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Medicare posts key nursing home staffing info for consumers

Medicare posts key nursing home staffing info for consumers

WASHINGTON (AP) — Shining a light on key markers for nursing home quality, Medicare said Wednesday it is now posting details on staff turnover and weekend nurse coverage on its “Care Compare” website, where families can research a facility.

The move by the Biden administration comes as COVID-19 cases and deaths at nursing homes have risen again, despite extensive efforts to vaccinate residents and staff. Staffing is a critical factor in nursing home quality and safety, but a major upgrade of federal requirements is stuck in Congress, bogged down with the rest of President Joe Biden's sweeping social and climate legislation.

To find the new information, consumers must go to the Care Compare website, select a particular nursing home, and then click on “View Staffing Information.” On that page, they'll scroll down the list to find nurse staffing details on the weekends, and below that, information on turnover for nurses and administrators.

The Centers for Medicare and Medicaid Services, or CMS, said it has researched the links between staff turnover and quality of care. Initial results suggest that as staff turnover decreases, the overall quality rating for a facility increases. Nurse turnover is defined as the percent of nursing staff that stopped working at a facility over a 12-month period. Starting this summer, the agency will use the information on staff churn to help calculate its quality ratings for facilities, which are based on a five-star system.

“The COVID-19 pandemic has highlighted the importance of staffing for the well-being of residents and it’s more important now than ever that CMS release any information related to staffing that can improve quality," agency administrator Chiquita Brooks-LaSure said in a statement. "Residents and their families will also find this information valuable as they consider a nursing home for themselves or a loved one.”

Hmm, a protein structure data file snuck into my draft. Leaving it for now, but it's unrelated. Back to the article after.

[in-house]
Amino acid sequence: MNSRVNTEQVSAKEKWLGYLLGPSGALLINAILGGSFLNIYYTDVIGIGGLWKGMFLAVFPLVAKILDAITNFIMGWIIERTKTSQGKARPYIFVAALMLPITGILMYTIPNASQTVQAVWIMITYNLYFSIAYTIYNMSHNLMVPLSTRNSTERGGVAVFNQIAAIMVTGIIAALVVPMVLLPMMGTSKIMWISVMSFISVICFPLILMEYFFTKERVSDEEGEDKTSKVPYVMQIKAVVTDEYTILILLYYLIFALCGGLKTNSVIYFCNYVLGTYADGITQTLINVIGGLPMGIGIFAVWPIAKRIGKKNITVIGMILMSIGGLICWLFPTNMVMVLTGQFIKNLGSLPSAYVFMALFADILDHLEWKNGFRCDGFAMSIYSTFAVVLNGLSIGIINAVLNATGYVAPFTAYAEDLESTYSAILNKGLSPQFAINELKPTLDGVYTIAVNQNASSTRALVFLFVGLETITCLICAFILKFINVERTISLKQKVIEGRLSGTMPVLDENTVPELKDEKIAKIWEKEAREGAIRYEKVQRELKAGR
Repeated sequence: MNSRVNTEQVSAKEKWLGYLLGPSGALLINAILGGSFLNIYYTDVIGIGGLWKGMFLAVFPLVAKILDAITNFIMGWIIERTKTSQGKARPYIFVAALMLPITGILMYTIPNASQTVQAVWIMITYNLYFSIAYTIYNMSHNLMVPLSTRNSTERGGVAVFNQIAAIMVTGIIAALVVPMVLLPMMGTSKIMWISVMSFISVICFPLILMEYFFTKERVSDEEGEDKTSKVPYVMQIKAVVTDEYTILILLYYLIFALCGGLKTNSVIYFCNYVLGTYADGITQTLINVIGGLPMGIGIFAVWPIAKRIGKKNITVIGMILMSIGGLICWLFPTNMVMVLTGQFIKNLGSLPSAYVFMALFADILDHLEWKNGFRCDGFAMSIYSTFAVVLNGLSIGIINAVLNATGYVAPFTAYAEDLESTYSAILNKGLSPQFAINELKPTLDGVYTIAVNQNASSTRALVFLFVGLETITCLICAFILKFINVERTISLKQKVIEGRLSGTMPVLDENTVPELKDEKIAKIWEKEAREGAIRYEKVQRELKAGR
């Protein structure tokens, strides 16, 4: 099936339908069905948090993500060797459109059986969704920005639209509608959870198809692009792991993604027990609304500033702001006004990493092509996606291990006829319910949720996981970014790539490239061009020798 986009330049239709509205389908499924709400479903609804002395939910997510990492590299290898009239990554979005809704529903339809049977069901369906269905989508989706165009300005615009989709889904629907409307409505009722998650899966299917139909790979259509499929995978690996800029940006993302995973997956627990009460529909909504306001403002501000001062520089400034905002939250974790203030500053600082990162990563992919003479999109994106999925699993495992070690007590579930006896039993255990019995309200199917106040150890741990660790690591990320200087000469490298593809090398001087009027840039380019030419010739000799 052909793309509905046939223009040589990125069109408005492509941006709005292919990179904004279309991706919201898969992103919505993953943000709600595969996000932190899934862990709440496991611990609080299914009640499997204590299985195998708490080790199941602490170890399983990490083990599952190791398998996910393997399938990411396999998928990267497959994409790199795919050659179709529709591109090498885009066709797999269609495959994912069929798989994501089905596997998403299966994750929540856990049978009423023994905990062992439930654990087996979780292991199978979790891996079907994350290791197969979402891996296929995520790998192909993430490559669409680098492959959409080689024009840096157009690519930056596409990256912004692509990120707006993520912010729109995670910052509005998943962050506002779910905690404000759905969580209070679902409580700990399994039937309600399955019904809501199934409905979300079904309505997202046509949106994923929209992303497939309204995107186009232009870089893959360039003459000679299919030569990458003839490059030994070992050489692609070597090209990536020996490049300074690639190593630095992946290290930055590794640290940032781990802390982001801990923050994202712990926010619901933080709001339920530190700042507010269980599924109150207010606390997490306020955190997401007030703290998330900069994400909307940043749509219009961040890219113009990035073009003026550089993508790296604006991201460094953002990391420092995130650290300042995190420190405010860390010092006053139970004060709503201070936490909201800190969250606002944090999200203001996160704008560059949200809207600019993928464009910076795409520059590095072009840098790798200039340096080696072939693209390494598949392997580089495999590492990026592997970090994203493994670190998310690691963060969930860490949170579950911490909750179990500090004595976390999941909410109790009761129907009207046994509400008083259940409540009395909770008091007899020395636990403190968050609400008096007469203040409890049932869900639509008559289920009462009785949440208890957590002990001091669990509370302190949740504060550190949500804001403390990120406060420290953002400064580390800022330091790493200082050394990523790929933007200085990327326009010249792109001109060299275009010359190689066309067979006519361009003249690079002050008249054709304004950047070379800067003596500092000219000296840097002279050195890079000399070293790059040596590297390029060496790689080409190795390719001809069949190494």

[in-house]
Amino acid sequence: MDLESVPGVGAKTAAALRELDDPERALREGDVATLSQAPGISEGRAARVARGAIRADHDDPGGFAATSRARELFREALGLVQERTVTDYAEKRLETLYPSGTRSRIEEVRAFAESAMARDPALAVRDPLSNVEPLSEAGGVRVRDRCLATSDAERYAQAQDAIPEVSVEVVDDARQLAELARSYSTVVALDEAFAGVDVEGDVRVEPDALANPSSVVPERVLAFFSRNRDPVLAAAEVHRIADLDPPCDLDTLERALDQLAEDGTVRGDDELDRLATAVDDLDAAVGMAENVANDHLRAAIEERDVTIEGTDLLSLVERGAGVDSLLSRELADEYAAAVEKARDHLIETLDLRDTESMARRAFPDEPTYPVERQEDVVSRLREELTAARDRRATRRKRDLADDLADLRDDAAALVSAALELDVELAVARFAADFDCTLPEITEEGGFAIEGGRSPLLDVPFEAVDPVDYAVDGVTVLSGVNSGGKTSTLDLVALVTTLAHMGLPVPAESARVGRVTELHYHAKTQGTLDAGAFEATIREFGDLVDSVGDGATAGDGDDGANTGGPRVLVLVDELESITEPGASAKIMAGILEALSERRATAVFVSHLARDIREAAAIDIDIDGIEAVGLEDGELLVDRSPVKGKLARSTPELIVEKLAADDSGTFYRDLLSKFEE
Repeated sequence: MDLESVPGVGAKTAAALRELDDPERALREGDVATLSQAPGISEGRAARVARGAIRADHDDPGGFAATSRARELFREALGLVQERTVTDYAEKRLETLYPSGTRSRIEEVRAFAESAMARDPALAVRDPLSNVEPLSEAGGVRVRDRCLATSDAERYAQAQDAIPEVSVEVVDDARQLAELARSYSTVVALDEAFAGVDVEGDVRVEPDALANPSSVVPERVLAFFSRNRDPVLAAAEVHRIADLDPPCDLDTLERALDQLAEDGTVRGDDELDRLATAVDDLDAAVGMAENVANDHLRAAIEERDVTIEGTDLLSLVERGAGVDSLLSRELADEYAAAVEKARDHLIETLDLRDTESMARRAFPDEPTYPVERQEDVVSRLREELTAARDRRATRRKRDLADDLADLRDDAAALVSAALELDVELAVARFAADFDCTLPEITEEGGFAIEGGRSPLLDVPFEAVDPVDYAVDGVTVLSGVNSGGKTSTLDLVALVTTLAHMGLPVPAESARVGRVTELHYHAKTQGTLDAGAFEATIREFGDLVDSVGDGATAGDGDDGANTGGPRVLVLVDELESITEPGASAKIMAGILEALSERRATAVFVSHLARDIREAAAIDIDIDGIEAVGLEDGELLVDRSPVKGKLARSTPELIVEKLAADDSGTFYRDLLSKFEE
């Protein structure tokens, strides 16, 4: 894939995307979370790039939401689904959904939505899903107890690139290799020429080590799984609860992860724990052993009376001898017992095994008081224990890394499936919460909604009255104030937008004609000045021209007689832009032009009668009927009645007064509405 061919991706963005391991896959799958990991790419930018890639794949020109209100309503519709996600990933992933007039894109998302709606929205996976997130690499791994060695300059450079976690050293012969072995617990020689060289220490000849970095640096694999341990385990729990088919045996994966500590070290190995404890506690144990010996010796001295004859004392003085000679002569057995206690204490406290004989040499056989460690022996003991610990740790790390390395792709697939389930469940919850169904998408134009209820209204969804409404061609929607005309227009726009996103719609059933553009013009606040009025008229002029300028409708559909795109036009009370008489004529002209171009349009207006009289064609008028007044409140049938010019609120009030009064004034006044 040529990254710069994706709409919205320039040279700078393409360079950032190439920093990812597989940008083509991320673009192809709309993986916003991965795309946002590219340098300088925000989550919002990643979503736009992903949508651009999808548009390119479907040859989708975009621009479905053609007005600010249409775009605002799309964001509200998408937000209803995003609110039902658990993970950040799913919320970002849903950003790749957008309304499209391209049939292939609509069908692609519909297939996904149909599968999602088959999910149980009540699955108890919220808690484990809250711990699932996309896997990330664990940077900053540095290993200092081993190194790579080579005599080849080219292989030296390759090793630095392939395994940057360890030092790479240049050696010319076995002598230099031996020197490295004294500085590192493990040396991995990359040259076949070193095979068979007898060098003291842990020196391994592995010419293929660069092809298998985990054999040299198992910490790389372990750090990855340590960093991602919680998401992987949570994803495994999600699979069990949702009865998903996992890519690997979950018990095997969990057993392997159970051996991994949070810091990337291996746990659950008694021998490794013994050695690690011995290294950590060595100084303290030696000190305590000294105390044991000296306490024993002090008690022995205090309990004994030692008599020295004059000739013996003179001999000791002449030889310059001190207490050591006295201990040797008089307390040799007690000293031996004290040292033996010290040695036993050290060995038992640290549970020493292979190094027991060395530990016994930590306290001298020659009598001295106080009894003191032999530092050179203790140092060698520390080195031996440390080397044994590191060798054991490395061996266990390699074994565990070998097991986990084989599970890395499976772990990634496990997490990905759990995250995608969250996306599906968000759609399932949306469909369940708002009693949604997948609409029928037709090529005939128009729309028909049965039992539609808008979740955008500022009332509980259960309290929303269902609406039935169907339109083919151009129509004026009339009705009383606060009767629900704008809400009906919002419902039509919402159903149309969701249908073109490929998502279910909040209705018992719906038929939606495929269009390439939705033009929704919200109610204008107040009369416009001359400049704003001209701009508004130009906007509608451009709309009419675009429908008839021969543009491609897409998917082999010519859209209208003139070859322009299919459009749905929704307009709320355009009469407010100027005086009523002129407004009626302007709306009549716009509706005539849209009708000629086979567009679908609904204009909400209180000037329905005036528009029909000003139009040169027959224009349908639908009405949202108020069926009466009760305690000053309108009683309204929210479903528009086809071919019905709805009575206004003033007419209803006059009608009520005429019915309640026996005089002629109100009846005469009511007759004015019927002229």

Nursing homes succeed or fail based on the quality of personal attention they provide to each individual resident.

Medicare said facilities with lower nurse turnover may have more staff familiar with each resident and may be more quickly able to identify telltale changes in a patient's condition that could signal trouble. For example, the nursing home may be able to put a plan into place to keep a patient who's dragging her feet from falling and suffering a potentially life-changing injury.

Medicare said it's also reporting turnover among administrators because that can affect stability, leadership and day-to-day operations, factors that translate to support for the staffers caring for patients.

Medicare's action drew praise from a a nationally known advocate for raising the bar on nursing home quality.

“Workforce is the number one issue facing nursing homes and transparency about staffing is critical to the safety and well-being of residents,” said Terry Fulmer, president of the nonprofit John A. Hartford Foundation, which works to improve care for older adults.

But one of the main nursing home industry groups called the agency's action “tone deaf.” The American Health Care Association said in a statement the government should instead address a labor shortage leaving many direct care jobs unfilled. “We’ve repeatedly called for help, yet no meaningful aid has been sent to the frontlines,” the group said. “We need public health officials to do more than acknowledge these challenges, but stand up to address them.”

Medicare said posting the new information for consumers will not create additional paperwork burdens for nursing homes. The data is already regularly reported to the government; it just hasn't been easily accessible to the public.

The Biden social agenda bill pending in Congress would require nursing homes to have a registered nurse on duty 24 hours a day, seven days a week. It would also set in motion a process that could lead to federal staffing requirements for nursing homes. Those proposals have set off a lobbying war: The nursing home industry says facilities have a hard enough time keeping current staff while consumer groups argue that minimum staffing requirements are essential steps to better quality.